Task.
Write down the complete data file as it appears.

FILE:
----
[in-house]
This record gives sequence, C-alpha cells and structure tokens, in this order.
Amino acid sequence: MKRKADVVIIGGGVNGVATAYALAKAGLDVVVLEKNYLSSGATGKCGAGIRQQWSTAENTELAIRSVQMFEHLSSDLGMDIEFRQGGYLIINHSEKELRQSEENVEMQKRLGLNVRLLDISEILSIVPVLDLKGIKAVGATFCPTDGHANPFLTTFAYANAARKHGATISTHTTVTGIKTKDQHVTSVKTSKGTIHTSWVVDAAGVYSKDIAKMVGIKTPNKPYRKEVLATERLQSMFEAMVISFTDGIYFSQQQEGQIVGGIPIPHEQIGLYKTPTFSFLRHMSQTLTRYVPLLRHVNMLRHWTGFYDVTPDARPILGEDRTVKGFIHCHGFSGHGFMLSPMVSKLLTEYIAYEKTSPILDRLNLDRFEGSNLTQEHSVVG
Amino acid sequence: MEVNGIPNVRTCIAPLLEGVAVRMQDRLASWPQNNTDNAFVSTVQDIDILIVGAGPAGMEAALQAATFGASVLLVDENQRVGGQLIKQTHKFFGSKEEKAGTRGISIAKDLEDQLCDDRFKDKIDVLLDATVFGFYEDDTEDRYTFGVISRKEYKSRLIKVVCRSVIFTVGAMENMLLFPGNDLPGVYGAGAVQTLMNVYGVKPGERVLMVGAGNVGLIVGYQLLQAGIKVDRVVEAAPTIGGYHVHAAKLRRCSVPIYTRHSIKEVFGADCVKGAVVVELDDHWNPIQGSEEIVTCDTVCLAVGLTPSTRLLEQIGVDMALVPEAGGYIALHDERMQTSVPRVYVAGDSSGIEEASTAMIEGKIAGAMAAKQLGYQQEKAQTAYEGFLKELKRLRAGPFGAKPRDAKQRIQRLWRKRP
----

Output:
[in-house]
This record gives sequence, C-alpha cells and structure tokens, in this order.
Amino acid sequence: MKRKADVVIIGGGVNGVATAYALAKAGLDVVVLEKNYLSSGATGKCGAGIRQQWSTAENTELAIRSVQMFEHLSSDLGMDIEFRQGGYLIINHSEKELRQSEENVEMQKRLGLNVRLLDISEILSIVPVLDLKGIKAVGATFCPTDGHANPFLTTFAYANAARKHGATISTHTTVTGIKTKDQHVTSVKTSKGTIHTSWVVDAAGVYSKDIAKMVGIKTPNKPYRKEVLATERLQSMFEAMVISFTDGIYFSQQQEGQIVGGIPIPHEQIGLYKTPTFSFLRHMSQTLTRYVPLLRHVNMLRHWTGFYDVTPDARPILGEDRTVKGFIHCHGFSGHGFMLSPMVSKLLTEYIAYEKTSPILDRLNLDRFEGSNLTQEHSVVG
Amino acid sequence: MEVNGIPNVRTCIAPLLEGVAVRMQDRLASWPQNNTDNAFVSTVQDIDILIVGAGPAGMEAALQAATFGASVLLVDENQRVGGQLIKQTHKFFGSKEEKAGTRGISIAKDLEDQLCDDRFKDKIDVLLDATVFGFYEDDTEDRYTFGVISRKEYKSRLIKVVCRSVIFTVGAMENMLLFPGNDLPGVYGAGAVQTLMNVYGVKPGERVLMVGAGNVGLIVGYQLLQAGIKVDRVVEAAPTIGGYHVHAAKLRRCSVPIYTRHSIKEVFGADCVKGAVVVELDDHWNPIQGSEEIVTCDTVCLAVGLTPSTRLLEQIGVDMALVPEAGGYIALHDERMQTSVPRVYVAGDSSGIEEASTAMIEGKIAGAMAAKQLGYQQEKAQTAYEGFLKELKRLRAGPFGAKPRDAKQRIQRLWRKRP